Charged With Change
Along with model availability and usage, operators must grapple with charging requirements. If vehicles return to a depot, for instance, the solution isn’t simply about wiring more sockets into an existing wall. Chargers need floor space. Then there are questions such as how many and what type of chargers are needed. And what is the lead time for installation and does the existing location meet physical space, safety and network considerations?
Many fleet operators will need to design strategies to deal with a mix of charging at a central location, at employees’ homes and at public charging stations. Additionally, they must consider who pays for the charging and how. While the majority of charging for private vehicles is expected to occur at home, the ability to support transition of business and Government fleets to BEVs will be dependent on new charging infrastructure.
It is a similar story in Europe. Our EY report authors estimate that 130 million EVs will hit the road in Europe by 2035, necessitating 65 million chargers. They also calculate that 85% of chargers will be residential, 6% in the workplace, 4% on public highway corridors and 5% at destinations, such as shopping malls.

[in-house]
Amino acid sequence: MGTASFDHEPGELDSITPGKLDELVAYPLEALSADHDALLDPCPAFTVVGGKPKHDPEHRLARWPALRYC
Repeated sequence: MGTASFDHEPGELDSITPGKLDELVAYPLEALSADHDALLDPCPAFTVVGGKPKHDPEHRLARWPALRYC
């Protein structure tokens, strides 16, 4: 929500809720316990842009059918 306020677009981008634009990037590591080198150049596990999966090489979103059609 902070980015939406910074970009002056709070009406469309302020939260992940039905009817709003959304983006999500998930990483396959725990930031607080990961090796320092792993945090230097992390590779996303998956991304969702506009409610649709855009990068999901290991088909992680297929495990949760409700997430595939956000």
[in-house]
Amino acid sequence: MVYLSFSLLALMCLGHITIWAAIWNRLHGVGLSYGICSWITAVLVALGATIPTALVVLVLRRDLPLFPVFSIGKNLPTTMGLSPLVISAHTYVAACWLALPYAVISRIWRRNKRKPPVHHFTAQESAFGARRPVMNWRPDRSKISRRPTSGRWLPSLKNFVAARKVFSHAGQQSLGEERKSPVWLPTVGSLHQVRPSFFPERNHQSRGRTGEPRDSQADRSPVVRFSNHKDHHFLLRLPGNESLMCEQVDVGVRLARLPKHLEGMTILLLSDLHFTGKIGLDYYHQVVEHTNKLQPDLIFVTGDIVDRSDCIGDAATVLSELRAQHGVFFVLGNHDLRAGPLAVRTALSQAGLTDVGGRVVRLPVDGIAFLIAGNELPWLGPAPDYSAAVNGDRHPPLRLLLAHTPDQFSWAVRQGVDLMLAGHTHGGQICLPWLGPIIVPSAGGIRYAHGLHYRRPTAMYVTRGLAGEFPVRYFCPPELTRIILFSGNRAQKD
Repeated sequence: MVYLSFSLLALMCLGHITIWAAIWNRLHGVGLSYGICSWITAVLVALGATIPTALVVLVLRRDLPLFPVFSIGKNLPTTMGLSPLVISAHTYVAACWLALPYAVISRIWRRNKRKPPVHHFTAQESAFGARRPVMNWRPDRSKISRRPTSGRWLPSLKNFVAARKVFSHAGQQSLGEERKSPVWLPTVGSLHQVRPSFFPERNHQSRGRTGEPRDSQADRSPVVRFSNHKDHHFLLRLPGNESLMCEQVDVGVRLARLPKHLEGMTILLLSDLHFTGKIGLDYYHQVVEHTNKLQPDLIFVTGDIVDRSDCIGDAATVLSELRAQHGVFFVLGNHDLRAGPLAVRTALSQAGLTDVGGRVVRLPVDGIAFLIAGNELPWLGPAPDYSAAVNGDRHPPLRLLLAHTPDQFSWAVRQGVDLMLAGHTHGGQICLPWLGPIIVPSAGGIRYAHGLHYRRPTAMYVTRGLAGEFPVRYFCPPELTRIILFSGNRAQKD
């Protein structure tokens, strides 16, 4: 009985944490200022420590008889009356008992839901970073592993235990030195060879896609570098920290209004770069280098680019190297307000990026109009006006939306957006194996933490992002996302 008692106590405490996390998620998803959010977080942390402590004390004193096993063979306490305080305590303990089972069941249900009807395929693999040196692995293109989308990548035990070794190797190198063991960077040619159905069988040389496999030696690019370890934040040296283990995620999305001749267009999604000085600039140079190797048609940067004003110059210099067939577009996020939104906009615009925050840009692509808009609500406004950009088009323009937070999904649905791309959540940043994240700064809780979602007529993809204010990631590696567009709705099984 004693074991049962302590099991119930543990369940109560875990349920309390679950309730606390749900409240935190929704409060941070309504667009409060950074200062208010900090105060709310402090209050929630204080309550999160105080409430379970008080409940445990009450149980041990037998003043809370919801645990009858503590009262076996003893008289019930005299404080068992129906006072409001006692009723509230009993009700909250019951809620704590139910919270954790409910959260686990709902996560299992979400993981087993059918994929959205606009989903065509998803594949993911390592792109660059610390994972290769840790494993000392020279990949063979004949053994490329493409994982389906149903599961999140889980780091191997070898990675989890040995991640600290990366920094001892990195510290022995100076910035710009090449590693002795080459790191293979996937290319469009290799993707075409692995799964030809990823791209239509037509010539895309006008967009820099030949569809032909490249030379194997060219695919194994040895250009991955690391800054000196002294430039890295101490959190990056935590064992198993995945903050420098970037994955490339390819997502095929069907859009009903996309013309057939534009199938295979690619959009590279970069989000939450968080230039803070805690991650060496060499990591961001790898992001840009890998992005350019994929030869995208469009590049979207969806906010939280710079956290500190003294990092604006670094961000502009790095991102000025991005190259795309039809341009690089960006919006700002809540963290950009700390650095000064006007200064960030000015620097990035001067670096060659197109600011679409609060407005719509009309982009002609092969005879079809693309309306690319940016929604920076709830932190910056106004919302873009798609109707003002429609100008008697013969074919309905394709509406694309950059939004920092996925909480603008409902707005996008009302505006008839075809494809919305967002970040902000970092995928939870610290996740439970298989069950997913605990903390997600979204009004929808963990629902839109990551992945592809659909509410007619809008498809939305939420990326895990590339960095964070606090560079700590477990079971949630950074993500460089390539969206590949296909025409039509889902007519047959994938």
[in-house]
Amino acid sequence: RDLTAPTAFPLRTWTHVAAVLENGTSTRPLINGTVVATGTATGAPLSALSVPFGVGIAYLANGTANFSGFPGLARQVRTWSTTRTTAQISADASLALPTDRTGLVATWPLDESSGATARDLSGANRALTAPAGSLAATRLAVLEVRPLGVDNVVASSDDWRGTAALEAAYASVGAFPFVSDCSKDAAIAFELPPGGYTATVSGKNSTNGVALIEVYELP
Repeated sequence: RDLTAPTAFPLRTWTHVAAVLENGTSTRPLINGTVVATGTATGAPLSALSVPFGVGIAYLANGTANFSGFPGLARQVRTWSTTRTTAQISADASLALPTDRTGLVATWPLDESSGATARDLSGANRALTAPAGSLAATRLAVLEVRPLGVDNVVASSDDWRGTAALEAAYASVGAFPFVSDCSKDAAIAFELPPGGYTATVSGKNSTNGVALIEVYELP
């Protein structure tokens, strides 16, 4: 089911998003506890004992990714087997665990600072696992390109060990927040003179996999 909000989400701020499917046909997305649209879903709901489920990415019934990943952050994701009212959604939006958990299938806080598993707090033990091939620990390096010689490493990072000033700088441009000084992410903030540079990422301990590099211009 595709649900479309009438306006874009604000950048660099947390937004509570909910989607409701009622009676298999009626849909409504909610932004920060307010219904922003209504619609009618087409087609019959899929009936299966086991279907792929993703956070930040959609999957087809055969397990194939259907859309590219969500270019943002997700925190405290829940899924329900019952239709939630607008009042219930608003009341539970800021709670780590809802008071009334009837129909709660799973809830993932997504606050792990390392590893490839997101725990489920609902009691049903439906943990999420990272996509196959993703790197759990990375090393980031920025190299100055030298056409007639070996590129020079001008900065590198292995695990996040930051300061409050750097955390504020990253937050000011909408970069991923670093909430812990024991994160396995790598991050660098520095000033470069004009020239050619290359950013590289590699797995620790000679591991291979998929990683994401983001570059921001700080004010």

Home charging for fleet vehicles brings new considerations, such as modifications to an employee’s property, and the inevitable question of what happens when an employee leaves their position.
The Energy Efficiency and Conservation Authority’s (EECA) Low Emission Vehicles Contestable Fund goes someway to addressing this, with round two funding directed at accelerating deployment of public EV charging infrastructure such as hyper power chargers and destination chargers to support the transition to BEVs. While governments don’t need to do all the heavy lifting on investment and infrastructure costs, fostering a broad electrified transport ecosystem will give policy certainty to foundational investments for long-term business plans.